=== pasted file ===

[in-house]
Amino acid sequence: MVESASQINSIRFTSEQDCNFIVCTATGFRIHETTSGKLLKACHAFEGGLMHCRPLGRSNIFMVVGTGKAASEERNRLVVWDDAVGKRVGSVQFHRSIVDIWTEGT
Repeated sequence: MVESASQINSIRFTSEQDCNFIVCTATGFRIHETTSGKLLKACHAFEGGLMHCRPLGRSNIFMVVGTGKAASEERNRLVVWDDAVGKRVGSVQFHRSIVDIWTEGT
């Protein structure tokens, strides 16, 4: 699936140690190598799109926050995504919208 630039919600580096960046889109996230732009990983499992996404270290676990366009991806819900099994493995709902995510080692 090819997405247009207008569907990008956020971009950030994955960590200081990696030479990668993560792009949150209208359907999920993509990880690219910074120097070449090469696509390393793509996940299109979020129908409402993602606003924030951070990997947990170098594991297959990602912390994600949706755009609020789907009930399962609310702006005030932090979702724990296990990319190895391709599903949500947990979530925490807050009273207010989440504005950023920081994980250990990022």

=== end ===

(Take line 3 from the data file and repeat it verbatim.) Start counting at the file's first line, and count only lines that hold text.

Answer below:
Repeated sequence: MVESASQINSIRFTSEQDCNFIVCTATGFRIHETTSGKLLKACHAFEGGLMHCRPLGRSNIFMVVGTGKAASEERNRLVVWDDAVGKRVGSVQFHRSIVDIWTEGT